I owe him my life, at least my reborn life, after returning from Canada to the Bay Area where I grew up. I was twenty-nine, wounded from a disintegrating marriage. On the third Sunday of January 1977, I climbed the broad steps of St. Peter’s Anglican Church, Oakland, holding firmly the hand of my towheaded, bouncing, four-year-old son.
I was already an Anglo-Catholic, having come from Vancouver’s St. James, so I had high expectations as I entered the hushed nave, but my expectations were surpassed on that Sunday morning. The beauty of the liturgy with its fragrant incense, flaming candles, chanting responses, poetically profound hymns, pulled me into the heart of God. The sixteenth-century language – Shakespearean and Elizabethan words and phrasing – restored my soul and renewed my heart. I had come home to beauty, truth, and goodness, to the family of God, the Body of Christ. I had entered Love incarnate.
The rector, a simple priest of large frame and thick hair, who preached earnestly about the love of God from the central aisle, welcomed us. The families of the parish adopted us. Over the years I traveled in the faith, learning its language, the necessary art and parts of prayer. I began to glimpse heaven, in the daily faithfulness of an Our Father and Glory Be, and in the increased faithfulness of Morning and Evening Prayer, in the joy of receiving the Eucharist into my body and soul, in the “parting of the veil” at the altar.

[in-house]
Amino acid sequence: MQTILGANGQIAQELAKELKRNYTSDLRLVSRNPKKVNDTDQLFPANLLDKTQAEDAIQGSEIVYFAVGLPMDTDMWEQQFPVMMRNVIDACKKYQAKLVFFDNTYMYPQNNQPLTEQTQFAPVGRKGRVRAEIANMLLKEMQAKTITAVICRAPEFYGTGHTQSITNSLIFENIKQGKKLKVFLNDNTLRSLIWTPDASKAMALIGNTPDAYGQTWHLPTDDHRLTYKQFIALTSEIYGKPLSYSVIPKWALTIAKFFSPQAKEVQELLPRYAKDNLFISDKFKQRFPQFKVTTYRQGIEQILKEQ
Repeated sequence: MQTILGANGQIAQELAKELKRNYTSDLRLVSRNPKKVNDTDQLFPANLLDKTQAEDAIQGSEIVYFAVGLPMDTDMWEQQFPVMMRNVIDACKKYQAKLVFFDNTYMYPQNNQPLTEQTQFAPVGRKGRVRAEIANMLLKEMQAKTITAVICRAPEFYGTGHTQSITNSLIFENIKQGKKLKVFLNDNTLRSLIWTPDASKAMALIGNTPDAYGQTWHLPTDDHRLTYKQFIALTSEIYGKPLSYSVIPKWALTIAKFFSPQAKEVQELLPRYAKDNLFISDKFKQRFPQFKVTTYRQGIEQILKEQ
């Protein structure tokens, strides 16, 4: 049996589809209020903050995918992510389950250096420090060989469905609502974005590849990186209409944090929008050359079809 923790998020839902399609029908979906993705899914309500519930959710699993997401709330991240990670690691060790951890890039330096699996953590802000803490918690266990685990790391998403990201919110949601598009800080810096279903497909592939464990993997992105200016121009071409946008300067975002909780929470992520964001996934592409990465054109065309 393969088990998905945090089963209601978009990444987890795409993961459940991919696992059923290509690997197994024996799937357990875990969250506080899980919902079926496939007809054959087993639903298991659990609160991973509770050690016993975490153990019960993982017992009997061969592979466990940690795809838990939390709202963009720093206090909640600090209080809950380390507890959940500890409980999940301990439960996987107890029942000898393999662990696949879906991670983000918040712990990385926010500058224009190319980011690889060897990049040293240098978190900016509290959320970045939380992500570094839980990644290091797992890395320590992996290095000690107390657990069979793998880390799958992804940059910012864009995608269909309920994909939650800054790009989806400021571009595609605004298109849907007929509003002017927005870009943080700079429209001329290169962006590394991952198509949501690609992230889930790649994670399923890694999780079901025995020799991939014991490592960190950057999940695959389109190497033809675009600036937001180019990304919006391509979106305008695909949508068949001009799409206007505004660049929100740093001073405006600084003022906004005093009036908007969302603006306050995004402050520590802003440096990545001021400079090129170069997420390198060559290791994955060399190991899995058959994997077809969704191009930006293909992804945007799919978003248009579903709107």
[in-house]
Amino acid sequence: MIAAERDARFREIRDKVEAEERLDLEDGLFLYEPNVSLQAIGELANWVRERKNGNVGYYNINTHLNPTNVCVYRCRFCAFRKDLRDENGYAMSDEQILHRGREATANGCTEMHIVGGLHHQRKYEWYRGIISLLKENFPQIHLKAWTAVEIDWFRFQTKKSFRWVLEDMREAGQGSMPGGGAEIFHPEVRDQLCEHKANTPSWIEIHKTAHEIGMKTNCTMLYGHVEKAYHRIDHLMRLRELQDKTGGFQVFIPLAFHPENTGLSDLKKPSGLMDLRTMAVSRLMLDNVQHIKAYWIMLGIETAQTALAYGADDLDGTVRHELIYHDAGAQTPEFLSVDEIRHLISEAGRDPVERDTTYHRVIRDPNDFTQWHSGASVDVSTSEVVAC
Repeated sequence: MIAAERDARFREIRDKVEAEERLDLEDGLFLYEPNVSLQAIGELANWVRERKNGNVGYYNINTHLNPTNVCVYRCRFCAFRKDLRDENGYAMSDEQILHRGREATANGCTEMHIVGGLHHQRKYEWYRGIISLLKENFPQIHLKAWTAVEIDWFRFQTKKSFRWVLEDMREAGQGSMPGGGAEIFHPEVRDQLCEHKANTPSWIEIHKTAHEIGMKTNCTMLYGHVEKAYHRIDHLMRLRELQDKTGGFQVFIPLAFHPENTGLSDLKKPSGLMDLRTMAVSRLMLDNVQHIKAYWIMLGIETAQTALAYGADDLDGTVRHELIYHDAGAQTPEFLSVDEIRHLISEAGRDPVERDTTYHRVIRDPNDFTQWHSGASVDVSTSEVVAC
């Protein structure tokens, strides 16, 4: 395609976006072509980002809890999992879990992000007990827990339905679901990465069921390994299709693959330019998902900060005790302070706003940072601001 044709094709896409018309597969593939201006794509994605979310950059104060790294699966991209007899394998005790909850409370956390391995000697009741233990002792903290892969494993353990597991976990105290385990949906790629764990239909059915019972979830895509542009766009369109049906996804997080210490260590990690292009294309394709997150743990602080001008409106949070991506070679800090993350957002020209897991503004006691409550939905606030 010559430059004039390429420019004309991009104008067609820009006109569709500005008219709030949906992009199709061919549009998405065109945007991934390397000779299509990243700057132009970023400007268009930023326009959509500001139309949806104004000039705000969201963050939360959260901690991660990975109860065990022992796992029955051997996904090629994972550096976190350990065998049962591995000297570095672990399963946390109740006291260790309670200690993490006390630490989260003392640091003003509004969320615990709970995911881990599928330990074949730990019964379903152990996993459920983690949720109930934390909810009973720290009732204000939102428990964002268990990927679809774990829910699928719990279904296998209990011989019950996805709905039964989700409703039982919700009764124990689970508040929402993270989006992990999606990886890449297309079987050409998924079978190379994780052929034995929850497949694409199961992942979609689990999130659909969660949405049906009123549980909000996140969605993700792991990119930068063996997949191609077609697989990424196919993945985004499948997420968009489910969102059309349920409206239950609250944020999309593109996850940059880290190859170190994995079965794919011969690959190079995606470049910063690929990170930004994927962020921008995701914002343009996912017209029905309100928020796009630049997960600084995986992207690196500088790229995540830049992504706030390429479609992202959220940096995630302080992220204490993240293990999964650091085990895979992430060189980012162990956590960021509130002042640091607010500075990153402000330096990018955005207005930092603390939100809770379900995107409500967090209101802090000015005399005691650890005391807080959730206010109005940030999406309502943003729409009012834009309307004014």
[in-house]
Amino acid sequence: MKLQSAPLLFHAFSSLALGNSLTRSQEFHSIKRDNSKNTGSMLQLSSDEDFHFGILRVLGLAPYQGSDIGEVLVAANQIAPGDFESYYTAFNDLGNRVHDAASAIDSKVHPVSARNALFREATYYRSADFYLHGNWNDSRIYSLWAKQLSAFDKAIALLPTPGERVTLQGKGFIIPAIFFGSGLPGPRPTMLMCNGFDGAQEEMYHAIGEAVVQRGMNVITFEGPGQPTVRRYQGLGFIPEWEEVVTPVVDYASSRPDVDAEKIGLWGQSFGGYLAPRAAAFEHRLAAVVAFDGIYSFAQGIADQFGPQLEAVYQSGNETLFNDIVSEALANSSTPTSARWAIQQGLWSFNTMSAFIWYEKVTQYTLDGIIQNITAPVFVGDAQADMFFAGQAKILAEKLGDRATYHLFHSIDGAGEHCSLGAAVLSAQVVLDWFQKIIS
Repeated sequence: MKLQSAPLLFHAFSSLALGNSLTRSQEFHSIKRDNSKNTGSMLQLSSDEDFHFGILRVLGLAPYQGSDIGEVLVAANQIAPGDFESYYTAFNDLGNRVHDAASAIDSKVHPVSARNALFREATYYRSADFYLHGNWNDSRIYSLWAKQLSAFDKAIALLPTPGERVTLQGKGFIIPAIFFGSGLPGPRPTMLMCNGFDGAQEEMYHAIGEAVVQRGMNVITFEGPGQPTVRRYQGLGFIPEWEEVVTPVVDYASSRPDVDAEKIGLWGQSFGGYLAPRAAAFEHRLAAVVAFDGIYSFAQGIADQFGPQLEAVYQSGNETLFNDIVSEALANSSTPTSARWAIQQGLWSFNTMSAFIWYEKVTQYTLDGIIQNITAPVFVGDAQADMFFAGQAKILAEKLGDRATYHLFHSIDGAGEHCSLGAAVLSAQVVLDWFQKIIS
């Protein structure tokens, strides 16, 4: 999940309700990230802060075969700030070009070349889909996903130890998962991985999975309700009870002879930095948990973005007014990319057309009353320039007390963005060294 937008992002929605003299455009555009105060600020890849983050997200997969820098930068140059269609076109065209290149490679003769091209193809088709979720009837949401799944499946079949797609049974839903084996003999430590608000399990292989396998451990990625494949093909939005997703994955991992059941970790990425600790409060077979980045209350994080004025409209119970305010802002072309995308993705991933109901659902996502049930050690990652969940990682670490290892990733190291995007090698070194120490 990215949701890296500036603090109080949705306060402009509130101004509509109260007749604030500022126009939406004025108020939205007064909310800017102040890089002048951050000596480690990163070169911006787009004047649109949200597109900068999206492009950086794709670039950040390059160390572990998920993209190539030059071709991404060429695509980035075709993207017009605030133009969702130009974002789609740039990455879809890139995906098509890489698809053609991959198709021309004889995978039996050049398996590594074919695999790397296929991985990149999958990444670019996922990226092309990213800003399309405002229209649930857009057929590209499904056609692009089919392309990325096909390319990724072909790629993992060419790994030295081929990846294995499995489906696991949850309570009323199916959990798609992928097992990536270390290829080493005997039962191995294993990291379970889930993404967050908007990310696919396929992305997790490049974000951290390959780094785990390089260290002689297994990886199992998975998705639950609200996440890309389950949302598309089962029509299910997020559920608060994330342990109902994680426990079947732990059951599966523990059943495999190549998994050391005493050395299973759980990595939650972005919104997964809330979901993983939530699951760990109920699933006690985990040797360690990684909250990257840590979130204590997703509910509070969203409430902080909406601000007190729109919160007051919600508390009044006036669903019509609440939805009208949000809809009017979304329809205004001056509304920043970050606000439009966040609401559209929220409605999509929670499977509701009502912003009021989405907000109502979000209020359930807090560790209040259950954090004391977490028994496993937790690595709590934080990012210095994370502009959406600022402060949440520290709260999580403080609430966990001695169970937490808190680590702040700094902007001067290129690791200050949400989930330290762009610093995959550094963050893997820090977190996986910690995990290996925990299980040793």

I remarried at St. Peter’s, before that same altar. My son served as an acolyte and was confirmed before that altar. In the course of time, my priest and his wife traveled with me and my husband to Western Europe, to the Christian foundations of Western Civilization in Italy, France, and England. We visited monasteries, memorials, great basilicas and humble hermitages. We journeyed from abbeys to cathedrals to healing waters to shrines of the saints. My priest was a wise mentor, showing me how God worked in and through history.
My first three novels were born of those travels. They explore our history through the journeys of Madeleine and Jack Seymour, a present-day couple who climb a ladder of Christian challenges – healing of body and soul, penitence and forgiveness, redemption and salvation, sacrificial love versus narcissistic lust. These stories comprise Pilgrimage, Offerings, and Inheritance, set in Italy, France, and England. My priest is the genius behind these stories; where they sing in key they do so because of him; where they sing off-key they do so because of me. They are given depth with his words, his beliefs, his ways of seeing and understanding that settled into my soul.
The stories in turn gifted me with the joy of writing, and for this gift I must be ever in my friend’s debt. As he lay dying he turned to me with half closed eyes, my novel-in-progress on his mind. “The new book – don’t forget the changes,” he barely breathed. “I won’t,” I said. “They’ve already been made.” It was true, I had rewritten portions as he suggested after his reading an early draft, making The Fire Trail richer and more powerful in its consideration of barbarism and civilization. He won’t be able to read the new version until later, at the river.